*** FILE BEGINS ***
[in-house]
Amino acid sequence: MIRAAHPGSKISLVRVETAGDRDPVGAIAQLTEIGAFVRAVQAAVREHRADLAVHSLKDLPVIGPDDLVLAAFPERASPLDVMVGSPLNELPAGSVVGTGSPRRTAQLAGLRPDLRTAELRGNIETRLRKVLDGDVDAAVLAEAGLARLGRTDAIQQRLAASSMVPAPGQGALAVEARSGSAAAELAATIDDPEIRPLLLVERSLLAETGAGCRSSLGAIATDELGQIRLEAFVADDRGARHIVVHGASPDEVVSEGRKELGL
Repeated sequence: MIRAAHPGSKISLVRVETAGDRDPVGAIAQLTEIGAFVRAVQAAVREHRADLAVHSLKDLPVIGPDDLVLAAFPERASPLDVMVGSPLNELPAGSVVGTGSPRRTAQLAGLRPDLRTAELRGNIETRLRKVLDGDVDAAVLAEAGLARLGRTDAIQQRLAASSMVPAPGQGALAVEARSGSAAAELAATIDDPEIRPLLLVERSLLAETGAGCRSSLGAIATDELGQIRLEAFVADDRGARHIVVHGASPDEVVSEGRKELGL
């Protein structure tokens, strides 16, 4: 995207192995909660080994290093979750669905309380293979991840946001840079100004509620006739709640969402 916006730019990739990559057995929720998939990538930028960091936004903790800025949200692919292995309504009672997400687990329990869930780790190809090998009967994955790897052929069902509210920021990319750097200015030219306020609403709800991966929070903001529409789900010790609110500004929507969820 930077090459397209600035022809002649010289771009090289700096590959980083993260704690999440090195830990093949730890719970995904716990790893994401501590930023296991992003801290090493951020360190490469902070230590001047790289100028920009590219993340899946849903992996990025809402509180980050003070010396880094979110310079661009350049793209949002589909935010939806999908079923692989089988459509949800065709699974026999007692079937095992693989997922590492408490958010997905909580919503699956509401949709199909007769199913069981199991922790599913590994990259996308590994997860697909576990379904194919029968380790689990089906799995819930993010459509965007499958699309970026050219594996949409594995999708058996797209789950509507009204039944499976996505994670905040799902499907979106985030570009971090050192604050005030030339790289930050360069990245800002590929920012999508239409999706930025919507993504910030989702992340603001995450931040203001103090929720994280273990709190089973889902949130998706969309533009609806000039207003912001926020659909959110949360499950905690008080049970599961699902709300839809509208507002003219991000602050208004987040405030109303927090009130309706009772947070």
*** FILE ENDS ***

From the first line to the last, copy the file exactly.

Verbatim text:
[in-house]
Amino acid sequence: MIRAAHPGSKISLVRVETAGDRDPVGAIAQLTEIGAFVRAVQAAVREHRADLAVHSLKDLPVIGPDDLVLAAFPERASPLDVMVGSPLNELPAGSVVGTGSPRRTAQLAGLRPDLRTAELRGNIETRLRKVLDGDVDAAVLAEAGLARLGRTDAIQQRLAASSMVPAPGQGALAVEARSGSAAAELAATIDDPEIRPLLLVERSLLAETGAGCRSSLGAIATDELGQIRLEAFVADDRGARHIVVHGASPDEVVSEGRKELGL
Repeated sequence: MIRAAHPGSKISLVRVETAGDRDPVGAIAQLTEIGAFVRAVQAAVREHRADLAVHSLKDLPVIGPDDLVLAAFPERASPLDVMVGSPLNELPAGSVVGTGSPRRTAQLAGLRPDLRTAELRGNIETRLRKVLDGDVDAAVLAEAGLARLGRTDAIQQRLAASSMVPAPGQGALAVEARSGSAAAELAATIDDPEIRPLLLVERSLLAETGAGCRSSLGAIATDELGQIRLEAFVADDRGARHIVVHGASPDEVVSEGRKELGL
């Protein structure tokens, strides 16, 4: 995207192995909660080994290093979750669905309380293979991840946001840079100004509620006739709640969402 916006730019990739990559057995929720998939990538930028960091936004903790800025949200692919292995309504009672997400687990329990869930780790190809090998009967994955790897052929069902509210920021990319750097200015030219306020609403709800991966929070903001529409789900010790609110500004929507969820 930077090459397209600035022809002649010289771009090289700096590959980083993260704690999440090195830990093949730890719970995904716990790893994401501590930023296991992003801290090493951020360190490469902070230590001047790289100028920009590219993340899946849903992996990025809402509180980050003070010396880094979110310079661009350049793209949002589909935010939806999908079923692989089988459509949800065709699974026999007692079937095992693989997922590492408490958010997905909580919503699956509401949709199909007769199913069981199991922790599913590994990259996308590994997860697909576990379904194919029968380790689990089906799995819930993010459509965007499958699309970026050219594996949409594995999708058996797209789950509507009204039944499976996505994670905040799902499907979106985030570009971090050192604050005030030339790289930050360069990245800002590929920012999508239409999706930025919507993504910030989702992340603001995450931040203001103090929720994280273990709190089973889902949130998706969309533009609806000039207003912001926020659909959110949360499950905690008080049970599961699902709300839809509208507002003219991000602050208004987040405030109303927090009130309706009772947070």